Intrigued by Sunitha's comments, I checked out a couple of problems in one of the practice rooms in TopCoder. I performed abyssmally - I only got 179 points on a 250 points problem, 242 on a 500 points problem and couldn't even finish a 1000 points problem!

The problems were not difficult per se, but 8 years of "enterprise" software development have blunted whatever little ability I used to have to solve such problems. On the two problems that I did manage to finish, I was stuck for a while with my mind drawing a complete blank on how to solve them - just jammed. Only after a while did my mind clear up a bit and I could code the solutions, but by then I had lost precious time that cost me points.

On the other hand, these are the sort of problems that someone who has absorbed R. G. Dromey's excellent book "How to Solve It by Computer" will find easy to approach and solve well in time. That book seems utterly underrated, as does the classic problem-solving book that was its inspiration, "How to Solve It" by G. Polya. The problems also had guaranteed "good" inputs, so that one does not have to worry about input validation or boundary conditions.

(Originally posted on Advogato.)


GCJ and OpenGL

Thomas Fitzsimmons implemented JAWT for GCJ and Anthony Green built on that work to let JOGL run with GCJ! This is sweet - could GCJ become a viable platform some day to write cross-platform 3D games?

(Originally posted on Advogato.)

Trouble in QEMU Land

QEMU is a superb (fast and reasonably accurate) emulator for x86 and other architectures and a viable alternative to VMWare. Fabrice Bellard, the extremely talented author of the program, has now written the
QEMU Accelerator Module which apparently drastically improves x86-on-x86 performance. Unfortunately, this is provided as a binary-only module and under a proprietary (non-Free) license. He says he would open up the sources only if some company sponsors the effort or he is somehow compensated for the loss in revenue. This has led to flames, "understanding" posts, etc. on the QEMU mailing list.

(Originally posted on Advogato.)


Google India Code Jam (GICJ) 2005

The newspaper advertisement yesterday announcing the Google India Code Jam for 2005 has created quite a stir here. Notwithstanding the bragging rights associated with winning a coding competition open to the whole of South Asia, it offers a total of 16,00,000 rupees in prize money to the top 50 coders and a chance of an offer of employment from Google.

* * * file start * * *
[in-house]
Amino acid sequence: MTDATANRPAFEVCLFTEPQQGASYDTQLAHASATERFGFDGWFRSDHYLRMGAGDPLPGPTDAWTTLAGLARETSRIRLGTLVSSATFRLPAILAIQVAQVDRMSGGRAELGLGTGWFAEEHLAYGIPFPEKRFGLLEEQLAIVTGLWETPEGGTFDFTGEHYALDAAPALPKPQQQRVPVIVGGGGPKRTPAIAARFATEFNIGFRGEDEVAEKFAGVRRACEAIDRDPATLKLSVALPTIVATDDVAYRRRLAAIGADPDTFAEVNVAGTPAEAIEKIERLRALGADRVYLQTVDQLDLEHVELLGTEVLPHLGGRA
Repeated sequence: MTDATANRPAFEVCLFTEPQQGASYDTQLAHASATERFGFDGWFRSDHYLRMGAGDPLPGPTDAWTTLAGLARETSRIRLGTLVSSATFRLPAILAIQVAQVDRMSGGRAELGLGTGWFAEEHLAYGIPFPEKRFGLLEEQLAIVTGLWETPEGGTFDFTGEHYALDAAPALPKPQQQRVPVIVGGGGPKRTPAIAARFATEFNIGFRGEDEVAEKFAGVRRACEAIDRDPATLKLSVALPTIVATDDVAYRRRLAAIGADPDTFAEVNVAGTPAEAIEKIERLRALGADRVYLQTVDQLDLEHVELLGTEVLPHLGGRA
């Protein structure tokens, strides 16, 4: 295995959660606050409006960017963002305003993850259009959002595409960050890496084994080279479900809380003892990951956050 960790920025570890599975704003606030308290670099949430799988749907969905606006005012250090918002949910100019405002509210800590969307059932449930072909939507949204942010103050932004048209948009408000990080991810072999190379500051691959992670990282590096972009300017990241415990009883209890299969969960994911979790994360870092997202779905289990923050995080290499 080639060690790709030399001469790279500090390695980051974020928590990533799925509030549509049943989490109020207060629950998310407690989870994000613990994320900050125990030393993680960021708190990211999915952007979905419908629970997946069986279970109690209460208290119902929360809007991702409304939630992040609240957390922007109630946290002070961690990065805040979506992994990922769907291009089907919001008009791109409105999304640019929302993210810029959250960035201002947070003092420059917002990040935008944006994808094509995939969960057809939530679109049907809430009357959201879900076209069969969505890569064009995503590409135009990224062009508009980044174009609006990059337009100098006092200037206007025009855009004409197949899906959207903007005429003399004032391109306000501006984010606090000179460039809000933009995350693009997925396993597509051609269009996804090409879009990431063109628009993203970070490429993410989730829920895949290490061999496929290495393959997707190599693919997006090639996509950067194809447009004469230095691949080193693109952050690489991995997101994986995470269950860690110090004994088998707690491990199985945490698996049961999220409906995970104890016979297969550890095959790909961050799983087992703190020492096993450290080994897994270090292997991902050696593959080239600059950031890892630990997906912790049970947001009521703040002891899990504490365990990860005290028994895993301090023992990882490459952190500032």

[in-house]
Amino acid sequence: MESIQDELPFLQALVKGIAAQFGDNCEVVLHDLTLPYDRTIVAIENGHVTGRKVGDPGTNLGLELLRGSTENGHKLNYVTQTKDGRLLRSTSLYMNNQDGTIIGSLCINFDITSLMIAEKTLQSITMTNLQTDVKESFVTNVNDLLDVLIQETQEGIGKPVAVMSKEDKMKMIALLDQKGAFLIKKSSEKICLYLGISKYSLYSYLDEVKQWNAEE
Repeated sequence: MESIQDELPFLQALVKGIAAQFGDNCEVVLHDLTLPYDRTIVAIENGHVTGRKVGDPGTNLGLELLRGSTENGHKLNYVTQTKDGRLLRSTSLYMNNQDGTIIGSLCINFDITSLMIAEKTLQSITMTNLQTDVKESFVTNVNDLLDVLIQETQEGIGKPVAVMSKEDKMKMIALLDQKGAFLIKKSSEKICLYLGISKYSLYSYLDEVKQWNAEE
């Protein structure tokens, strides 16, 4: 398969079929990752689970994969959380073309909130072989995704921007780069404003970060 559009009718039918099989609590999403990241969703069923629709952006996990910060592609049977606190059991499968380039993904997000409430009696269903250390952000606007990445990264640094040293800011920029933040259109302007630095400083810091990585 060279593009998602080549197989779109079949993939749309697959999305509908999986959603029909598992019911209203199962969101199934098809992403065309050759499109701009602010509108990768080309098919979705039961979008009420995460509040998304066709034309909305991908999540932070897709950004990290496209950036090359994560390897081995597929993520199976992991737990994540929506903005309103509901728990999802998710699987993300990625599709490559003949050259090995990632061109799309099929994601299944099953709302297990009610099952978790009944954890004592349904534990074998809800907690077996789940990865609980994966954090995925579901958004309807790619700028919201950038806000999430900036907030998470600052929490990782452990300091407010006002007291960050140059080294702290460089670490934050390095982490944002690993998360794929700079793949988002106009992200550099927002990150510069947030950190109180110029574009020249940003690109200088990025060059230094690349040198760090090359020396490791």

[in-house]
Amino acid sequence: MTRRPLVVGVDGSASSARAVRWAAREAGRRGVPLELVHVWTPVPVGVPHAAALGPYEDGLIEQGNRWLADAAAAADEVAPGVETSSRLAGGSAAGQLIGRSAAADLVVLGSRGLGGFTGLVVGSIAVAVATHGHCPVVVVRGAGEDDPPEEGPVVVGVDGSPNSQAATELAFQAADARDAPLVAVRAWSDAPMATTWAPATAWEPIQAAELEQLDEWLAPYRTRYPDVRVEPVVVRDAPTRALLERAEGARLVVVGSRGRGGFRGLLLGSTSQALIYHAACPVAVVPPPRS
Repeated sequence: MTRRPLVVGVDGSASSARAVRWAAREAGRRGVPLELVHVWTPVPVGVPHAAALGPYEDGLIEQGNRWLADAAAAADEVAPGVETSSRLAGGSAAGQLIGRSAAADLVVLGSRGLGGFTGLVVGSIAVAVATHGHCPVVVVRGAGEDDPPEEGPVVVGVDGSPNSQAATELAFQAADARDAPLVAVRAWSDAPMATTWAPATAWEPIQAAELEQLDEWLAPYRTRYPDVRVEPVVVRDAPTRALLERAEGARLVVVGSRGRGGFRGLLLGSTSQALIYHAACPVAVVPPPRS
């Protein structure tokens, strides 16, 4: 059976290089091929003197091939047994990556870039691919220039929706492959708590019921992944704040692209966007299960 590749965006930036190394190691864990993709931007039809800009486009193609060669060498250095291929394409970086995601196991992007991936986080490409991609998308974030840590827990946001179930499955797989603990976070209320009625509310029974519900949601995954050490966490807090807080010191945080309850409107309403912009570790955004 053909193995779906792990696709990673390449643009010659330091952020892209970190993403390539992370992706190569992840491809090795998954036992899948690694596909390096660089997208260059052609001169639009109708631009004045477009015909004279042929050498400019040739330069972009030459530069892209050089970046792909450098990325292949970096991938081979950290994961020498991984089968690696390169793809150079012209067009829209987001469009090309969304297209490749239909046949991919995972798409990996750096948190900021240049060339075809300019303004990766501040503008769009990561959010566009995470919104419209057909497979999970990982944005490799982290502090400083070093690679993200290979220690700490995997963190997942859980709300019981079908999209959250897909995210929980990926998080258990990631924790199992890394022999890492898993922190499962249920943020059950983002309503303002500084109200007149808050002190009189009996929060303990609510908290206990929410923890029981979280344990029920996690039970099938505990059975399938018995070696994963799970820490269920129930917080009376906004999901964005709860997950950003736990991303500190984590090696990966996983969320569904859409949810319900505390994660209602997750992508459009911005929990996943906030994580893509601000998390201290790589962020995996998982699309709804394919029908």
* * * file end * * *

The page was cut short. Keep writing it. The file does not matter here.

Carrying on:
(Originally posted on Advogato.)

The Art of Computer Programming (TAOCP)

"A classic is a book everyone wants to have read, but nobody wants to read!" - Mark Twain.

Most coders seem to agree that the TAOCP books are classics, but there seem to be precious few who have actually read it. Moreover, I read some alarming highly-moderated comments on Slashdot recently where people claimed that TAOCP is not as useful as it is made out to be and one should read some other book instead.

To be frank, the TAOCP books would have met a similar fate to the other classics on my bookshelf had it not been for the fact that I read them when I did not know yet that they were supposed to be classics! This was thanks to my father who brought Volume I ("Fundamental Algorithms") from his office library to me seeing my interest in computers while I was in high school. I read it from cover to cover delighted by the ground-up approach, the no-nonsense attention to details, the quirky but immensely insightful use of MIX and the wonderful exercises. I asked him to get the other volumes too, but could not read them as thoroughly as I had the first one.

To this day, whenever I have a doubt or I feel like knowing something more about a particular coding problem, I turn to one of the TAOCP volumes and I have seldom been disappointed. I just wish the newer generations of coders understand and appreciate this.

As an aside, among the few reasons that I respect Bill Gates as a person is because of the following quotes attributed to him:
  • "If you have read this book [TAOCP] from cover to cover, send me your resume!"
  • "The only magazine I take the time out to read is The Economist"

(These are as I remember them and therefore not perhaps correct verbatim.)

(Originally posted on Advogato.)